1. Charles Spencer Chaplin was born on April 16th, 1889 in London, England. His parents, Charles and Hannah, were both performers. A great heartbreak of Chaplin’s life was his mother’s mental illness. Her consistent stints in asylums forced Chaplin to be raised by his alcoholic father (with, at a certain time, his father’s mistress.) Chaplin’s daughter Geraldine, an actress, would portray her own grandmother in the 1992 biopic directed by Richard Attenborough and starring Robert Downey Jr., in an Oscar-nominated leading role.
2. It wasn’t until several years after their mother’s death in 1928 that an adult Chaplin and his brother Sydney discovered the existence of a half-brother, Wheeler Dryden, who was being raised by their father. Wheeler’s son Spencer was the drummer for the famed rock band Jefferson Airplane from 1967-1970.
3. Chaplin had a penchant for marrying his much younger leading ladies. When he wed his first wife, Mildred Harris, in 1918, he was 29 and she, a popular actress of the time, was only 16. Chaplin’s second wife, Lillita McMurray, was only 12-years-old when he met her on the set of his 1920 film “The Kid,” they married four years later. Chaplin and Paulette Goddard, a leading actress in several of his films, “secretly” married in 1936. His fourth and last wife, Oona O’Neill, daughter of famous playwright Eugene, was 18 to Chaplin’s 54 when they wed in 1943. She and their eight children would be by his side until his death.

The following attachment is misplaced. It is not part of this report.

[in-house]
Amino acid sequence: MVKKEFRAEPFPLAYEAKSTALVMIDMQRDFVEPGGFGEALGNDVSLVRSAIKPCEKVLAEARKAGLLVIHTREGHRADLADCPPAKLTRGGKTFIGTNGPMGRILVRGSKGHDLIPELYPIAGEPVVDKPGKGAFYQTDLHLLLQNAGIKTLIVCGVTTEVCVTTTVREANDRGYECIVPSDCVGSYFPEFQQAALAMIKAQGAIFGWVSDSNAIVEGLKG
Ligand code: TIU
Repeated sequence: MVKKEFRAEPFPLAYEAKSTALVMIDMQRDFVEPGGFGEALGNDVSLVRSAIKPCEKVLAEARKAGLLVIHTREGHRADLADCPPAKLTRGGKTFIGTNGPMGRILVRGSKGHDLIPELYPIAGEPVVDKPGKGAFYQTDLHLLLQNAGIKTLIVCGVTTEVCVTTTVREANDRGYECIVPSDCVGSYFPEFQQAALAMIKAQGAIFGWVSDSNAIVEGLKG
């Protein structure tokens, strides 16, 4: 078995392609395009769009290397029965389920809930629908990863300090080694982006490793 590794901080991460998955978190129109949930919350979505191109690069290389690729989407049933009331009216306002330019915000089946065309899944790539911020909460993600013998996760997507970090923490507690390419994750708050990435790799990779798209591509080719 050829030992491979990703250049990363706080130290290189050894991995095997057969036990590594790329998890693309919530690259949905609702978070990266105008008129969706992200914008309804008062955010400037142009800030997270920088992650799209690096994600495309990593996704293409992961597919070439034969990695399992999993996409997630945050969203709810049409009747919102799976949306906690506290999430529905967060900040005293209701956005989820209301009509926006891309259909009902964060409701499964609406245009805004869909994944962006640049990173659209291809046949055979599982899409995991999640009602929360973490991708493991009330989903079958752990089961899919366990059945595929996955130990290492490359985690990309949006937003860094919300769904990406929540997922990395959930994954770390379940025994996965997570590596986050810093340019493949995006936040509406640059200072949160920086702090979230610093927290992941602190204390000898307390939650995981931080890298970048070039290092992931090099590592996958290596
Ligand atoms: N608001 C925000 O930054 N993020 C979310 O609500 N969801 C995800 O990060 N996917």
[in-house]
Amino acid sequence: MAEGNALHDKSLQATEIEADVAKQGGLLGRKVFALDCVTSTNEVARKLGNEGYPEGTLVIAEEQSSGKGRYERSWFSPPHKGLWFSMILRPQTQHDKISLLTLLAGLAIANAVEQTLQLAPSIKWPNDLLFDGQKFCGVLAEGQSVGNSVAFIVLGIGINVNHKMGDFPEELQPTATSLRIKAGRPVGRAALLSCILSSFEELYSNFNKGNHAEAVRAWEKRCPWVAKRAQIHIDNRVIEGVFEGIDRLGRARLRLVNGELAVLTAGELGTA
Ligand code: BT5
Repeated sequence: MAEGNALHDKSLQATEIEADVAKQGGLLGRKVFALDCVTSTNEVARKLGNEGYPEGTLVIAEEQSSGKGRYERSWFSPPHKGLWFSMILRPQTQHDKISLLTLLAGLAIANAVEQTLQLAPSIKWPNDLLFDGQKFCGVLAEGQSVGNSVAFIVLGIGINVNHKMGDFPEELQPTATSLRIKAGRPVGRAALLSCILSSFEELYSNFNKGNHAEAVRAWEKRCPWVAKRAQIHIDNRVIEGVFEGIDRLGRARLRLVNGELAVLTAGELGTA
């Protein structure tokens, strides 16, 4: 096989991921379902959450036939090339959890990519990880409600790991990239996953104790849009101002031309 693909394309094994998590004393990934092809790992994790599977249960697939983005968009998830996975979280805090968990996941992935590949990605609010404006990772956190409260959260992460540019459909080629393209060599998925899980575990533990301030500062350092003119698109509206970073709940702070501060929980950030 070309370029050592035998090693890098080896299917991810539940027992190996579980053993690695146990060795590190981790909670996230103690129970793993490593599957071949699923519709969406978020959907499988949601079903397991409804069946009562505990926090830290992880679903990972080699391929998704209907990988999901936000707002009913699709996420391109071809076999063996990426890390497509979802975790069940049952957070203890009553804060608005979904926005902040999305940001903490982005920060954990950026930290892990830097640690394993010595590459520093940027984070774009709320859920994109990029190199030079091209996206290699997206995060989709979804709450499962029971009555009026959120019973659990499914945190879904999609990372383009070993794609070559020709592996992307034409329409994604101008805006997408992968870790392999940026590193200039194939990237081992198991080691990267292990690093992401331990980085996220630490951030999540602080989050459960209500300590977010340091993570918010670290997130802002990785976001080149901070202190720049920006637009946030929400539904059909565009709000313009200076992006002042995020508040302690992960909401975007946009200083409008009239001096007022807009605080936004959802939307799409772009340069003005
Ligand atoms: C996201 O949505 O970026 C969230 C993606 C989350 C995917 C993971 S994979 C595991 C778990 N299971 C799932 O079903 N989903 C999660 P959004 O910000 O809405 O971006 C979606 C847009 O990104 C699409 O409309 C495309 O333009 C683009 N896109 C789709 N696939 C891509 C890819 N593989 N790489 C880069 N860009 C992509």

4. If at all true, there’s simply no excuse for Charlie Chaplin coming in third place in a Charlie Chaplin look-alike contest. During his time, his famous mug was absolutely everywhere, including in nearly 80 films. If that wasn’t enough, on July 6, 1925, he became the first actor ever to appear on the cover of Time magazine.
5. Chaplin was in excellent company when he founded, in 1941, The Society of Independent Motion Picture Producers (SIMPP), dedicated to protecting independent producers at a time when powerful major studios reigned in Hollywood. His seven co-founders were: Walt Disney, Samuel Goldwyn (of MGM fame), filmmaker Alexander Korda, “America’s Sweetheart” actress Mary Pickford, “Gone with the Wind” producer David O. Selznick, producer Walter Wanger, and screen legend Orson Welles.
6. When Chaplin came out of his retirement to accept an honorary Oscar in 1972 for “the incalculable effect he has had in making motion pictures the art form of this century,” he received the longest standing ovation in Oscar history—five minutes. Chaplin’s greatest honor came in 1975 when he was knighted by Queen Elizabeth II.
7. Chaplin’s star on Hollywood Boulevard is nestled between Ella Fitzgerald’s and Ozzy Osborne’s.
8. Chaplin Avenue is a street named after the star in the San Fernando Valley, very close to Clark Gable’s old ranch. Chaplin also had a small planet named after him in 1981.
9. When Sotheby’s auctioned off Charlie’s trademark bowler and cane on December 11, 1987, the take-home price was $151,246.00.
10. In 1953, at a time of McCarthyism and intense anti-communism, Chaplin’s re-entry visa to the United States was revoked. He and Oona made their home in Switzerland, where Chaplin would die of natural causes on December 25, 1977, at the age of 88.
Playwright, essayist, and frequent contributor to Discover magazine’s popular “20 Things You Didn’t Know About…” column.